Of course, silver and gold are there too, but they have scientific names right? Oh well, can't blame anyone for trying.

Pete - you might be onto something... ;)
Llorenna   Fri Sep 08, 2006 10:42 pm GMT
I don't think the spelling ''through'' is non-standard.
On my Mastercard, I can see VALID THRU and not VALID THROUGH
And I'm from Spain.
Llorenna   Fri Sep 08, 2006 10:44 pm GMT
I don't think the spelling ''thru'' is non-standard.
On my Mastercard, I can see VALID THRU and not VALID THROUGH
And I'm from Spain.
Guest   Sat Sep 09, 2006 3:21 am GMT
>>Hello reality check British people invented the language.<<
>>Yes this is true, the British invented the language. <<

That's a childish way of relating to this discussion as those "inventors" aren't the British of today who speak their own form of English. It's like saying the Romans invented much of the English language because of the high number of Latinates.
Uriel   Sat Sep 09, 2006 3:46 pm GMT
Well, let me put it this way: nobody would write "thru" on a serious school assignment or for a major publication. That's the standard I'm talking about. What McDonald's chooses to put on its signage is its own business....

Rick, perhaps you might be amused to learn that here in New Mexico up until recently we had "drive-thru" liquor store windows... and as NM has one of the highest drunk-driving (I believe you would call it "drink-driving")rates in the nation, that might have been literal in a few cases!
Guest   Sun Sep 10, 2006 3:12 pm GMT
<<Rick, perhaps you might be amused to learn that here in New Mexico up until recently we had "drive-thru" liquor store windows... and as NM has one of the highest drunk-driving (I believe you would call it "drink-driving")rates in the nation, that might have been literal in a few cases!>>

Yeah, "drive-thru" liquor stores (or bottle shops as the Aussies call them) also seem to be quite popular in Aus. I haven't seen any in Britain, but I have occasionally thought about looking into opening one!
Damian in London N2   Sun Sep 10, 2006 5:00 pm GMT
Literal smash time "drive throughs" (sorry...I won't use the other version) of liquor store* windows here in the UK is called ram raiding....usually done in the wee small hours of the morning.

*We very rarely use the term "liquor stores"...in fact, we hardy ever use the word "liquor" when referring to booze. Those terms seem to be mostly used on the other side of the Atlantic...probably in Canada as well for all I know.

Stores that primarily sell alcohol are called off-licenses in the UK. Licenses to sell alcohol are granted by the respective local authorities, and the vast majority are granted to pubs, hotels, restaurants and other establishments where booze is sold to the public.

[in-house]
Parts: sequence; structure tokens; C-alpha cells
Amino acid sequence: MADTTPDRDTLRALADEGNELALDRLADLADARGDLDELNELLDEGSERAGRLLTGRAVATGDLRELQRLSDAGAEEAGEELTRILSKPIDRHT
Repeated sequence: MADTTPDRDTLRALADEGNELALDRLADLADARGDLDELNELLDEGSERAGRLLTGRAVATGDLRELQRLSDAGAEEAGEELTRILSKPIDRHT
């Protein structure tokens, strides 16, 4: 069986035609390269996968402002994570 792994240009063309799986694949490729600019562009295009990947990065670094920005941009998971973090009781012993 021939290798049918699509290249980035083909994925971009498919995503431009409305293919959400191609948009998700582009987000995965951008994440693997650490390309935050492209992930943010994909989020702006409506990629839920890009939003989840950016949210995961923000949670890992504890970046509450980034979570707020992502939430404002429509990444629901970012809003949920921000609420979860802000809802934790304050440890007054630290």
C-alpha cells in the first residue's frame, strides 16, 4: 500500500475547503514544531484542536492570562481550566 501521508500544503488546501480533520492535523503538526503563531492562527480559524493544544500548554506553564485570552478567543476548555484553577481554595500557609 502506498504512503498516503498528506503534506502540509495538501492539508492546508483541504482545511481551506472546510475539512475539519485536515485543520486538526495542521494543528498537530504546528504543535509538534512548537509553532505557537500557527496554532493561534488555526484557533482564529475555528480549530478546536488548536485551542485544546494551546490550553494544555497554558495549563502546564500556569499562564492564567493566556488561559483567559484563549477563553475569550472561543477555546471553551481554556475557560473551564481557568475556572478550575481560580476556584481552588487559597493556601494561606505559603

Retail establishments which sell only alcohol (as well as all the other secondary goodies that usually go with a tipple) are granted "off premises" licenses, or "off licenses" as they are known, and as the stores themselves are known.
Damian in London N2   Sun Sep 10, 2006 5:21 pm GMT
***I also like a lot the ultra-british accent of actor Edward Fox, who always plays the role of aristocrats, colonial officers, butlers etc.***

Edward Fox is the brother of James Fox....the former played the part of The Jackal, as in "The Day of....." and the latter the part of a mega aristocratic milksop in The Servant, a weird old b&w film featuring Dirk Bogarde playing a sinister man servant to this ineffective gentleman who came under the influence of his "gentleman's gentleman".

Anyway, forget about those two Foxes and concentrate on Edward's son, Laurence:


He is so cool! A wee while back he was in a TV series set on the island of Jersey (Channel Islands) during WW2, the islands being the only part of the British Isles to be occupied by the Nazi Germans.

Laurence Fox played the part of one of the occupying Nazi German officers who fell in love with a local girl, who was British of course. Collaborating with the occupying enemy at that time was very much despised and after the war such girls were very harshly treated, but affairs of the heart does strange things to people.

Oh...on topis....J K Rowling...she is English (from Gloucestershire) but lived in Edinburgh for a long time where she wrote her earlier books....now she lives in grand style in the glories of the Perthshire countryside...still in Scotland. :-)
Tiffany   Sun Sep 10, 2006 6:00 pm GMT
<<Stores that primarily sell alcohol are called off-licenses in the UK.>>

Interesting Damian! I learn something new everyday. What do you use the word "liquor" for? It can't be archaic there!